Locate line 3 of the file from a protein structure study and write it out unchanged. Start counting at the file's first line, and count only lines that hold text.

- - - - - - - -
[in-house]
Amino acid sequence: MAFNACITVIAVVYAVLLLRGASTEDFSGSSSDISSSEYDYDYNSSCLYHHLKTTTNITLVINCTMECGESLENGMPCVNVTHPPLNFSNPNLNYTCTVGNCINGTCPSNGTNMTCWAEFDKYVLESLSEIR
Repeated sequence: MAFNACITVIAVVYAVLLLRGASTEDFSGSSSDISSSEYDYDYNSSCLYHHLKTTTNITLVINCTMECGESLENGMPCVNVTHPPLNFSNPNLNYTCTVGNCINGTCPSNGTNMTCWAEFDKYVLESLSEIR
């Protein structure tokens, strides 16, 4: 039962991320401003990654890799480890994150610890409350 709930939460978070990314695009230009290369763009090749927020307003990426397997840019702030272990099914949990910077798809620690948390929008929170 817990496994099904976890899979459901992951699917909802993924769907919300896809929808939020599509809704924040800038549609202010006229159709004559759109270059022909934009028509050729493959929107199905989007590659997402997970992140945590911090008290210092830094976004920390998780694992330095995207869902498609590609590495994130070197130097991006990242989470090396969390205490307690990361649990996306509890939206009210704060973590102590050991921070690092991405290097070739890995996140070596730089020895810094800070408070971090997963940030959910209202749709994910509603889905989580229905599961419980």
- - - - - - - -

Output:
Repeated sequence: MAFNACITVIAVVYAVLLLRGASTEDFSGSSSDISSSEYDYDYNSSCLYHHLKTTTNITLVINCTMECGESLENGMPCVNVTHPPLNFSNPNLNYTCTVGNCINGTCPSNGTNMTCWAEFDKYVLESLSEIR